Solve word problems with line plots. The Problem Set is used in the Concept Development. Scaffold the word problems on the Problem Set for students working below grade level with questioning. For example, for Problem 2(d) ask, “What was the longest distance run? The shortest? What is the difference, in miles, between the longest and shortest distance run?” Additionally, students may benefit from organizing data in a table before solving Problem 2(b).

Lesson 29 Omit

This lesson focuses on estimation. For pacing considerations, we suggest skipping this lesson and embedding estimation into your regular questioning during the Application Problem, Concept Development and Student Debrief as much as possible during other lessons.

Lesson 30

Add a mixed number and a fraction. Consider preceding the "Compare Fractions" fluency activity with a counting by fifths, thirds, and fourths activity to increase student confidence and participation.

Lesson 31

Add mixed numbers. Prioritize questions 1, 4 and 5 in the Student Debrief.

Lesson 32

Subtract a fraction from a mixed number. Students who struggle during this lesson might be better off working with the decomposition that will be modeled in Lesson 34 since it most closely resembles regrouping with whole number subtraction.

Assessment:

Biweekly 3: Lesson 30 Exit Ticket

Standards Addressed in Week's Lessons

Topic E:

4.NF.2

4.NF.3

4.MD.4

4.NBT.6

4.NF.1

4.NF.4a

Topic F:

4.NF.3c

4.MD.2

Week 7: March 19

Module

Topic

Notes:

*Only two lessons due to consideration of PARCC Administration

Lesson 33: Subtract a mixed number from a mixed number. A note on the progression of standards: student use of the ten in Grade 1 has evolved into a place value strategy in Grade 2. Here in Grade 4, it evolves yet again as students use fractional units rather than place value units.

Lesson 34: Subtract mixed numbers. The strategy presented in the Concept Development involves the decomposition of a higher value unit, the same process used in the standard algorithm when 8 tens 1 one would be renamed as 7 tens 11 ones to subtract 2 tens 8 ones. This connection is made in the Debrief. Students who struggle with this strategy may benefit from calling out the connection sooner if their understanding of renaming with whole number subtraction has a conceptual foundation.

Assessment:

PARCC

Standards Addressed in Week's Lessons

Topic F:

4.NF.3c

4.MD.2

Week 8: April 2

Module

Topic

Notes:

*Only three lessons due to ANet

Lesson 35

Part 1 of 2-part lesson. Represent the multiplication of n times a/b as (n × a)/b using the associative property and visual models. During the "Add and Subtract" fluency, some learners may benefit from using grid paper or a place value chart to organize numbers up to 1 million as they add and subtract.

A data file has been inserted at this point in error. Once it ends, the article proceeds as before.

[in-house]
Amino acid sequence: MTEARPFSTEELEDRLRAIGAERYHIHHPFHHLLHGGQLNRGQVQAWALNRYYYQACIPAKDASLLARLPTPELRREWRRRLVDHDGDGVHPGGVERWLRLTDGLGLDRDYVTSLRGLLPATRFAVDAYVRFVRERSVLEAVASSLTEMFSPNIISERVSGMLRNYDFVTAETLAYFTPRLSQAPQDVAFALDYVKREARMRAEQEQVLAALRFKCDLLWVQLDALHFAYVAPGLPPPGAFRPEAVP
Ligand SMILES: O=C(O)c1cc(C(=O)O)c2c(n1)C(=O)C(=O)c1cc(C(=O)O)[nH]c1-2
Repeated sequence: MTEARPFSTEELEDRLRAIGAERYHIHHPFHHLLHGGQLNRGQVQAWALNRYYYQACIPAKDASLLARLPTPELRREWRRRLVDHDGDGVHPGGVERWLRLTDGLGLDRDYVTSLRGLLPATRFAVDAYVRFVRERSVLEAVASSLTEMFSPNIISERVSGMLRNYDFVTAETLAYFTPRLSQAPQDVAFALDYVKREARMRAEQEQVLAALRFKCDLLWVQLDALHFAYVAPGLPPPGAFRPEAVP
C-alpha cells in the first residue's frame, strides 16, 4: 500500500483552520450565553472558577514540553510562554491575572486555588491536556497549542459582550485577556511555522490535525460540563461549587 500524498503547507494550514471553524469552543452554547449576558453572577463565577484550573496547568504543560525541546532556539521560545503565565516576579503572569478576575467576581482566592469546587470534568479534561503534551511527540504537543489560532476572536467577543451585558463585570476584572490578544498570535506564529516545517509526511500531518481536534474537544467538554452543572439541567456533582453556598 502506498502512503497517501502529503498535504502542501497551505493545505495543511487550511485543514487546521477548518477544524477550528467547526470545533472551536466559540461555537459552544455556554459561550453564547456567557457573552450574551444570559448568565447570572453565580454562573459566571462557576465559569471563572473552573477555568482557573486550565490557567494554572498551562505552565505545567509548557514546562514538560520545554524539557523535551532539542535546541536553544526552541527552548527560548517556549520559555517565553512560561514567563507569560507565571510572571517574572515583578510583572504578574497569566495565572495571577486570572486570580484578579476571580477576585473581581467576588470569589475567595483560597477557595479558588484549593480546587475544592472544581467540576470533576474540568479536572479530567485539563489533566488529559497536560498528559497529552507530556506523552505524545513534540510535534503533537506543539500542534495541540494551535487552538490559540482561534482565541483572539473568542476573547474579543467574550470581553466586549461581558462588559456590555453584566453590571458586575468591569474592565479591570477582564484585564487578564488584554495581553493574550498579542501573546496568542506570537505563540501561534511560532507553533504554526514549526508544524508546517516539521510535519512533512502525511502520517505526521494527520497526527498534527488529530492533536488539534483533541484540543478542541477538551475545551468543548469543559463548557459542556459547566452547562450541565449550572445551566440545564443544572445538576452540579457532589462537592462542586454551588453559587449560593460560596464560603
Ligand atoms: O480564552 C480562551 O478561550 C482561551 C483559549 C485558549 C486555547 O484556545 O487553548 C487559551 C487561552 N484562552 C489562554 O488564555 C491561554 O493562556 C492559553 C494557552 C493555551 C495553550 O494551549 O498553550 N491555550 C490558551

Lesson 36

Part 2 of 2-part lesson. Students continue to represent the multiplication of n times a/b as (n × a)/b using the associative property and visual models. Adjust the Application Problem to challenge students working above grade level. For example, ask, “How many total hours and minutes did Rhonda exercise?”

Lesson 37

Part 1 of 2-part lesson. Find the product of a whole number and a mixed number using the distributive property. During Concept Development, grid paper may help learners draw appropriately proportioned, though not meticulously precise, tape diagrams.. For example: the bar for 3 should be longer than the bar 1/5.

Assessment:

ANet

Standards Addressed in Week's Lessons

Topic G:

4.NF.4

4.OA.2

4.MD.2

4.MD.4

Standards Assessed in Assessment

ANet

Major

4.NF.A.1

4.NF.A.2

4.NF.B.3

4.NF.B.4

Supporting

4.MD.B.4

Review

4.NBT.B.5

4.NBT.B.6

4.OA.A.3

Week 9: April 9

Assessment:

End-of-Module Assessment

Standards Addressed in Week's Lessons

Topic G:

4.NF.4

4.OA.2

4.MD.2

4.MD.4

Topic H:

4.OA.5

Standards Assessed in Assessment

End of Module

4.OA.5

4.NF.1

4.NF.2

4.NF.3

4.NF.4

4.MD.4

Notes:

Lesson 38 Omit

This whole lesson reviews Lesson 37.

Lesson 39

Solve multiplicative comparison word problems involving fractions. As in Lesson 19 of this module, this lesson's Concept Development requires the Problem Set and suggests you follow this sequence to instruct: Model the Problem (in pairs, with two pairs working at the board), Calculate to Solve, Assess the Solution for Reasonableness.

Lesson 40

Solve word problems involving the multiplication of a whole number and a fraction including those involving line plots. The Concept Development requires the Problem Set and suggests you follow the same sequence to walk through the problems as in the lesson prior, debriefing as you go.

Lesson 41 Omit

This is a pattern lesson on adding all fractions within 1. It is a good exploration and opportunity for students to critique the reasoning of others, but it is not crucial for the new content and has been omitted for pacing considerations.

One day provided for End-of-Module Assessment after Lesson 40.